The inviting front porch of two former florists, Kathy and Law Fotterall, gives a view of the bay across the street.
The inviting front porch of two former florists, Kathy and Law Fotterall, gives a view of the bay across the street.

Law cleared out large swaths of ground. Now a small lawn allows for a place to spread a blanket and enjoy the view past the house to the bay across the road. The hilly beds are full of roses, daylilies, lady’s mantle, white and pink rubrum lilies, and Moonbeam yarrow. Annuals such as cosmos, calendula, zinnias, snapdragons and four o’clocks add color and depth.

An old “three-seater” has been converted into a planter next to the potting shed.
An old “three-seater” has been converted into a planter next to the potting shed.

On the other side of the house, several rhododendrons have been put in to build a screen. A potting shed at the top of the hill is decorated with an outside planter, made from an old “three-seater” that once occupied an outhouse.

“The flowers have a language all their own,” says Kathy, who met Law while they were working for a Philadelphia florist. The two fell in love (they honeymooned on Moosehead Lake in Maine) and set up their own shop at their home in a Philadelphia suburb. They grew many of the plants they used in their business, including forsythia, which they forced in the winter and used in arrangements.

A $5 donation is requested at each location in the Open Garden Days series (you can buy a money-saving strip of eight for $30 at Left Bank Books in Belfast). Proceeds help the Club maintain 12 public gardens and give two annual scholarships to Waldo County youth studying “green” fields, among other Club endeavors.

Directions: Turn towards the harbor from High Street on Harbor Street; turn right on Bayview Street.  Suggested parking is on Allyn or Harbor Streets.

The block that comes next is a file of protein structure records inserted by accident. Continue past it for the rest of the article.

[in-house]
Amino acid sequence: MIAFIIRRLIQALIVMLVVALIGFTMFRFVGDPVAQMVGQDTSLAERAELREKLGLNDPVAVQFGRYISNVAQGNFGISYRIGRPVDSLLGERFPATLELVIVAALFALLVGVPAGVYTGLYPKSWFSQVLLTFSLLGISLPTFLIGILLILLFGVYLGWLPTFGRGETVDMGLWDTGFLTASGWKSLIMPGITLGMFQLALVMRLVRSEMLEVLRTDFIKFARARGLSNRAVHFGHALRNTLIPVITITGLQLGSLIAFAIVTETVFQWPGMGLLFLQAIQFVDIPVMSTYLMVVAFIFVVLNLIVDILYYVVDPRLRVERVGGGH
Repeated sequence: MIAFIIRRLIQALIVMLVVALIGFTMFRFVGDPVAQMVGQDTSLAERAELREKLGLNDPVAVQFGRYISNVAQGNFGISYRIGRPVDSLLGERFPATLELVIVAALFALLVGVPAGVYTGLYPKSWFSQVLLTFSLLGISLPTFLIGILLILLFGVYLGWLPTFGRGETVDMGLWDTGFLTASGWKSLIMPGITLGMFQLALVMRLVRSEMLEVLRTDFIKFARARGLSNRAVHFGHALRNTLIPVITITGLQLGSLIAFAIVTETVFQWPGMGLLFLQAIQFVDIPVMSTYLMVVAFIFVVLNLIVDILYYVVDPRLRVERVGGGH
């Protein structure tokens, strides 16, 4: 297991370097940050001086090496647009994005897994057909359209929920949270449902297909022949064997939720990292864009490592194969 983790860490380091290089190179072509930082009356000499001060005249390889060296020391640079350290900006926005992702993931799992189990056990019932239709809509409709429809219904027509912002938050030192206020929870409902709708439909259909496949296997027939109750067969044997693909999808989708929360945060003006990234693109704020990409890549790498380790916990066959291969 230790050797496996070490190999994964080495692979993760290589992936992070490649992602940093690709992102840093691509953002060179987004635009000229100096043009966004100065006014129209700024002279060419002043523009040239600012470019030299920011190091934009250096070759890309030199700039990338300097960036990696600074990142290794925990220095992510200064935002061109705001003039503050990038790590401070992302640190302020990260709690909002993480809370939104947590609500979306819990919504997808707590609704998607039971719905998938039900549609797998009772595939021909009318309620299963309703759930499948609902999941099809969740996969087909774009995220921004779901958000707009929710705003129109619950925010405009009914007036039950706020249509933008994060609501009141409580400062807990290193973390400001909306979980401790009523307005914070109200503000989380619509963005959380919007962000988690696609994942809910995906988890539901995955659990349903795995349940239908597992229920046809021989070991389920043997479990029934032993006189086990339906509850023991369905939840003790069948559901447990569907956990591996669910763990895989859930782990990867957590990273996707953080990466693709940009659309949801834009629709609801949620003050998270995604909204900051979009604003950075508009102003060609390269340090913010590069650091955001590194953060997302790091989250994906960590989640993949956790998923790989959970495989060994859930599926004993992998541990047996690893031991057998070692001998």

For more information, contact Martha Laitin at 323-2368.

(left to right):
Troy Howard May 27, 2016 005

Back - Westley Dyer, Maury Hepner (Garden Club member and community volunteer), Corliss Davis (Garden Club President), David Wessels (Troy Howard Garden Coordinator)

Front - Gracie Coombs (with Hoohah the bunny), Haley Wood, Kaydee Pearse, Mason Paul, Eiyah Jackson, and Alex Gerrish.

On Thursday, May 27 the Belfast Garden Club was delighted to present a check for $500 to David Wessels for the "Get Growing!" program at Troy Howard Middle School. The check will be used for scholarships to support 15-20 summer student interns. Mostly 6th to 8th graders, they will work from June 20 to July 28.

In 2015, the Belfast Garden Club donated the following new garden and horticulture books to the Belfast Free Library. The books were purchased with funds raised at the Green Thumb Plant Sale held in May.

Adult Books
McDowel, M. 2013.  Beatrix Potter's Gardening Life
Lowenfels, J. 2013.  Teaming with Nutrients: The Organic Gardener's Guide to Optimizing Plant Nutrition
Druse, K. 2015.  The New Shade Garden: Creating a Lush Oasis in the Age of Climate Change
Dowden, A.O. 1990.  The Clover and the Bee: A Book of Pollination
Walliser, J. 2014.  Attracting Beneficial Bugs to Your Garden
Chapman, B. 2014.  The Plant Recipe Book: 100 Living Arrangements for any Home in any Season

Books for Children
Raymond, Roberta.  Amy and the Amaryllis
The Editors of Klutz. 2010. Good Growing: A Kid's Guide to Green Gardening
Donalson, J. and N. Sharratt. 2009.  One Mole Digging a Hole
Brown, P. 2009.  The Curious Garden
Morris, K. and J. Kirasu. 2000.  The Jumbo Book of Gardening
Snodgrass Wiedenheft, J. and G. Anderson. 2013.  Hunting Red

The library displays the new books for public perusal before placing them on the shelves for circulation.

The Belfast Garden Club fosters the acquisition of knowledge of gardening and protection of native flora and fauna. The club has promoted civic beautification since 1929. The club welcomes new members and volunteers year round and extends a warm welcome to all.

On behalf of the Belfast Garden Club, Donna Busch, chair of the club's Book Committee (R), presents a donation of gardening and horticultural related books to Steve Norman (L), director of the Belfast Free Library. (Photo by Martha Laitin)